As I’ve written about in the past, founders of a startup should have their equity vested. There are times when you may not want to, but the majority of the time it is beneficial. Some investors may insist upon it, although its one of the things in the negotiations.  If the founder’s stock is vested, they should make an 83-b election.  To not do so could turn into a lot of tax due to the IRS over the years the stock will vest.  We’ll discuss how it works and how to make the election here.

Now a lot of the way things are done in corporate law is based on tax consequences. When you form a startup corporation and issue the founders their stock on day one, the certificate of incorporation usually sets the par value of the shares very low, usually $.001-$.0001. If a founder is getting 300,000 shares that have par value of $.001, then he will pay $300 for the shares. The founder should also always sign an assignment form assigning all of his IP to the corporation at that time, and the IP (or past services) can be used to fulfill the $300 that the founder needs to pay. Its usually best that he pay and sign the assignment. Past services aren’t the way to go as there can be tax consequences, that aren’t there for a cash and IP “payment.” If the founder pays for the shares and receives them all on day one with no vesting restrictions (so no repurchase right held by the corporation), there will be no tax consequences.

If however the founder pays for the shares on day one, and the shares are vested, and the founder does not make a timely Section 83-b election with the IRS, then the founder will be liable for the increase in value of the shares that he receives each year. So in our example if the founder receives 25% of the shares after a one year cliff, the shares will likely be worth much more than the low par value. The founder would have to include the value of the shares he received as income for that year. And the same goes for the next couple years until all of the shares have vested. As successful startup companies increase in value very quickly, failure to make an 83-b election can add up to a lot of “income” that a founder may owe taxes on – when he or she wouldn’t even have the actual cash to pay.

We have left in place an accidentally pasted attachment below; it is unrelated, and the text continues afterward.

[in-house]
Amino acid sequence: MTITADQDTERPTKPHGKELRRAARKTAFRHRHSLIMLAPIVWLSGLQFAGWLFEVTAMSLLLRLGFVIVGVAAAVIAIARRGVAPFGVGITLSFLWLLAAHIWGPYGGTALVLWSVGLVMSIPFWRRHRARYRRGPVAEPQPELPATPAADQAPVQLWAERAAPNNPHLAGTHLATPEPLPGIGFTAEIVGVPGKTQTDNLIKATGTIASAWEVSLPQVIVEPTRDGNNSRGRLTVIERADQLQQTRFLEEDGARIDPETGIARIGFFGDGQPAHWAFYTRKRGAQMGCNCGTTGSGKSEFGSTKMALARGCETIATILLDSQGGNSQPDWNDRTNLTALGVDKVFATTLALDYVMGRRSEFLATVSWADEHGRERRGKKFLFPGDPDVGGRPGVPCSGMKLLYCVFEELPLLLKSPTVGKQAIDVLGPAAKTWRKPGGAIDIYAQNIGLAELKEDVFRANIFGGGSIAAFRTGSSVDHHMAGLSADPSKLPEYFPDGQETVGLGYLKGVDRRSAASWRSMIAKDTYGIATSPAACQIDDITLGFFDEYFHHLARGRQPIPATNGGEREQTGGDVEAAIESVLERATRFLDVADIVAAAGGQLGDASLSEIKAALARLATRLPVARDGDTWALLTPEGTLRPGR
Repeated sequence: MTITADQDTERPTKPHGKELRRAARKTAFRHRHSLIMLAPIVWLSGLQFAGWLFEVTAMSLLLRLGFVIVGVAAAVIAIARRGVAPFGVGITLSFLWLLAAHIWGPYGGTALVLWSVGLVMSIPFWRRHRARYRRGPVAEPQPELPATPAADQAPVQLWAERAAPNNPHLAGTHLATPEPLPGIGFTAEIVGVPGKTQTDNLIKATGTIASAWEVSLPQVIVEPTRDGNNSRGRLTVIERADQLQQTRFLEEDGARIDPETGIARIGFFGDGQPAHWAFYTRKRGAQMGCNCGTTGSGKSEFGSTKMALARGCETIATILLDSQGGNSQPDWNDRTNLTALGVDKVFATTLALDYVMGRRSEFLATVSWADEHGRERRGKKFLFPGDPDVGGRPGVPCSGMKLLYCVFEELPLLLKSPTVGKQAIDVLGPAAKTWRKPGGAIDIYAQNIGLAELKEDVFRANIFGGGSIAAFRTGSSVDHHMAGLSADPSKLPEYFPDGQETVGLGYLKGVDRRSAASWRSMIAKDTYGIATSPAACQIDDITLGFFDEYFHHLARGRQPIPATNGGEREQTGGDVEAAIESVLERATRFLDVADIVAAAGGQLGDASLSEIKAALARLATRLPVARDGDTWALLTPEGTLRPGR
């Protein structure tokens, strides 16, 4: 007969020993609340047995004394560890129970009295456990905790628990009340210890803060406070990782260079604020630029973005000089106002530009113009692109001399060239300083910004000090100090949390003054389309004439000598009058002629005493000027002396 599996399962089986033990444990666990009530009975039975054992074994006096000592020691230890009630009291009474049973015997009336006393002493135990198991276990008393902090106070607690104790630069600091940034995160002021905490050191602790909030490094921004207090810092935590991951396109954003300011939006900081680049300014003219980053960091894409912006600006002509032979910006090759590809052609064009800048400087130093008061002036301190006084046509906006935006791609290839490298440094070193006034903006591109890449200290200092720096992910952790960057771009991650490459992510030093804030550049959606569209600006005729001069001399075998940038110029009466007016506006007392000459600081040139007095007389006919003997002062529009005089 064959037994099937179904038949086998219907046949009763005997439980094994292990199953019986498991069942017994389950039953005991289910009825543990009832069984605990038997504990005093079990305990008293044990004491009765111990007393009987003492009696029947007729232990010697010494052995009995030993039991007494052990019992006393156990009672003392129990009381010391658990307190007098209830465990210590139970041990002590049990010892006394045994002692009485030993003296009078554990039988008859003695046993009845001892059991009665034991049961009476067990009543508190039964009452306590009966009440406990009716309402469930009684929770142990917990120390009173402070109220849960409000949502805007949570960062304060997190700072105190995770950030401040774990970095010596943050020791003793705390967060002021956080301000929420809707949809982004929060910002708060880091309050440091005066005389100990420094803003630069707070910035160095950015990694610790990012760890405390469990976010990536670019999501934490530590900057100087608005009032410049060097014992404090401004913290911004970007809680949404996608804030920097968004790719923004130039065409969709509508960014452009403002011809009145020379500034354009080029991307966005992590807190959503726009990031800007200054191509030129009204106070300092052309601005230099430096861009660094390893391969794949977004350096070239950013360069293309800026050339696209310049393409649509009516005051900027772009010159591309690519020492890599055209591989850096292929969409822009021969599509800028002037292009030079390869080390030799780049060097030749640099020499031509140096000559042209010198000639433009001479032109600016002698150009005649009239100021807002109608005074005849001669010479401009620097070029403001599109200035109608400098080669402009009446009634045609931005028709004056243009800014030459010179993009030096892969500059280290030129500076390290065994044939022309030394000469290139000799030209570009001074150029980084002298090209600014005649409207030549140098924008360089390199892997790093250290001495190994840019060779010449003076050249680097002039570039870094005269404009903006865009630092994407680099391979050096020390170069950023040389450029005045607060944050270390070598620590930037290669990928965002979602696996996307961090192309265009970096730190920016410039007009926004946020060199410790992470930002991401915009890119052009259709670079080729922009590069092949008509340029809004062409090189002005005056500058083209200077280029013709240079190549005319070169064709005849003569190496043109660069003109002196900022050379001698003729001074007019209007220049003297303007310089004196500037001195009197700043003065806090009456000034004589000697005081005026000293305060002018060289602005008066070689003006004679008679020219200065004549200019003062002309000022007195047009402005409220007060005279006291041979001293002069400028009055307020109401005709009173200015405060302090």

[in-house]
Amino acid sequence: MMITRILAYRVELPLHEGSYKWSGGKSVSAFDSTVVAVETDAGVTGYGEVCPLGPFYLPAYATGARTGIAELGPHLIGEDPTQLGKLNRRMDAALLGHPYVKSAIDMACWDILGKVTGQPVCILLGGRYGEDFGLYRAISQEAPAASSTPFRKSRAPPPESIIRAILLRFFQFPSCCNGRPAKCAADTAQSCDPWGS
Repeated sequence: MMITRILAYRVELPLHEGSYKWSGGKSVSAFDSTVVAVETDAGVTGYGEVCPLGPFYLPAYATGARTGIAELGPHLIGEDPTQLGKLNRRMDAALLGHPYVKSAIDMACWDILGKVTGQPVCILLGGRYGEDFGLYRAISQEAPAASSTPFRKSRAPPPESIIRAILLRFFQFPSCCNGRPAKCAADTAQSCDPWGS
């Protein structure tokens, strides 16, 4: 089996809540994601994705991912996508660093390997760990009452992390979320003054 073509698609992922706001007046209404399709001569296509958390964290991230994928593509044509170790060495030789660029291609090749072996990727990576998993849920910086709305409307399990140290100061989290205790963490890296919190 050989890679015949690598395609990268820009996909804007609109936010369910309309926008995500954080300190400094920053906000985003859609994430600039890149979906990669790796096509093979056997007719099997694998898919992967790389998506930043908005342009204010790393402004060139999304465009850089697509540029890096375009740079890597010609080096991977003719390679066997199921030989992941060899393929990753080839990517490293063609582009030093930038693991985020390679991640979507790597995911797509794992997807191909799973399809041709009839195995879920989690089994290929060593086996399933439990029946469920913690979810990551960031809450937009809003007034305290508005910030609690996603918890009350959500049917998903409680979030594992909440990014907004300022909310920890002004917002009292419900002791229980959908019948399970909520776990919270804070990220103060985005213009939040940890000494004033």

When an 83-b election is made, the founder is electing to have the tax consequences of receiving all of the stock in the year of the election.  Because paying cash or assigning IP for the shares will not have a tax consequence, the founder will enjoy the increase in the stock that vests each year tax free.

When a founder signs the agreements with the corporation to receive the initial founder stock, that founder has thirty days to submit a completed 83b election form to the IRS office where the stockholder sends his/her tax returns each year.  The election form should usually be sent Certified Mail, return receipt requested to ensure the IRS receives it in a timely manner.  The founder should keep a copy of it and give it to the Company as evidence after its mailed in.  Then when the founder completes his or her tax returns for the year they receive the stock, they need to attach a copy of the form with the returns when they send to the IRS.